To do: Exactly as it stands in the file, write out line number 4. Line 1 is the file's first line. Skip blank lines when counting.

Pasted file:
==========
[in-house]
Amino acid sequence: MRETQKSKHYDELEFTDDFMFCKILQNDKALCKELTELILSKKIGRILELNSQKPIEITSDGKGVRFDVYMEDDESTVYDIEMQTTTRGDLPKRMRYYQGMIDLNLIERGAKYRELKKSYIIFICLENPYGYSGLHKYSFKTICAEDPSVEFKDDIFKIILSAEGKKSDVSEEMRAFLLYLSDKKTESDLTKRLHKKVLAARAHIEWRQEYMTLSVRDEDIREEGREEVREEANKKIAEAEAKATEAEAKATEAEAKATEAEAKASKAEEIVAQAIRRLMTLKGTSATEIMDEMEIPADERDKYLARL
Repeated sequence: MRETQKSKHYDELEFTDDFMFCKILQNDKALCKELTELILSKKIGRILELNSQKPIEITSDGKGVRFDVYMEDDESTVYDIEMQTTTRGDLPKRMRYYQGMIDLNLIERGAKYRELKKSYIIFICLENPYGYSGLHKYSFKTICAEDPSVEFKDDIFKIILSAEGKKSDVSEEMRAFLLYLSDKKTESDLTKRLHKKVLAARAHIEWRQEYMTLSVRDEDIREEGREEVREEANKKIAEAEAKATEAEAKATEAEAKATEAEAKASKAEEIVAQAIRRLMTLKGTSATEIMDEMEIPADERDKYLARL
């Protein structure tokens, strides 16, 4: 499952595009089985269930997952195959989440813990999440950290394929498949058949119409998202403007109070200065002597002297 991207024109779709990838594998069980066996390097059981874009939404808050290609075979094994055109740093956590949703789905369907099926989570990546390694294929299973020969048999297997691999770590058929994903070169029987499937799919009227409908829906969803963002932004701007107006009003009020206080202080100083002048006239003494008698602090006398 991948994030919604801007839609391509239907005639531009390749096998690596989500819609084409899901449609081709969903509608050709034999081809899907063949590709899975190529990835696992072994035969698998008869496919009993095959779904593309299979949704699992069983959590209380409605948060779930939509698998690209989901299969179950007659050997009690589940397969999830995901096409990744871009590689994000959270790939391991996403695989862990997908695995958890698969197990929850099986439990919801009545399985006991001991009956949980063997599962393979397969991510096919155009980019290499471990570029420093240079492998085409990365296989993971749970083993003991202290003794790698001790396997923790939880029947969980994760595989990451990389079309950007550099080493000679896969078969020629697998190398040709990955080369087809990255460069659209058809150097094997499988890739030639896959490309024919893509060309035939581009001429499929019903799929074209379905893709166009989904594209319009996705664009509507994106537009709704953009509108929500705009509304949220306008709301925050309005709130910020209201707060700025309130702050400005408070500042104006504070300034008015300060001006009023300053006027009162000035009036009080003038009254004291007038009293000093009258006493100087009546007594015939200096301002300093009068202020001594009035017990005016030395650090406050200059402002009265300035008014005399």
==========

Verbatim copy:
């Protein structure tokens, strides 16, 4: 499952595009089985269930997952195959989440813990999440950290394929498949058949119409998202403007109070200065002597002297 991207024109779709990838594998069980066996390097059981874009939404808050290609075979094994055109740093956590949703789905369907099926989570990546390694294929299973020969048999297997691999770590058929994903070169029987499937799919009227409908829906969803963002932004701007107006009003009020206080202080100083002048006239003494008698602090006398 991948994030919604801007839609391509239907005639531009390749096998690596989500819609084409899901449609081709969903509608050709034999081809899907063949590709899975190529990835696992072994035969698998008869496919009993095959779904593309299979949704699992069983959590209380409605948060779930939509698998690209989901299969179950007659050997009690589940397969999830995901096409990744871009590689994000959270790939391991996403695989862990997908695995958890698969197990929850099986439990919801009545399985006991001991009956949980063997599962393979397969991510096919155009980019290499471990570029420093240079492998085409990365296989993971749970083993003991202290003794790698001790396997923790939880029947969980994760595989990451990389079309950007550099080493000679896969078969020629697998190398040709990955080369087809990255460069659209058809150097094997499988890739030639896959490309024919893509060309035939581009001429499929019903799929074209379905893709166009989904594209319009996705664009509507994106537009709704953009509108929500705009509304949220306008709301925050309005709130910020209201707060700025309130702050400005408070500042104006504070300034008015300060001006009023300053006027009162000035009036009080003038009254004291007038009293000093009258006493100087009546007594015939200096301002300093009068202020001594009035017990005016030395650090406050200059402002009265300035008014005399």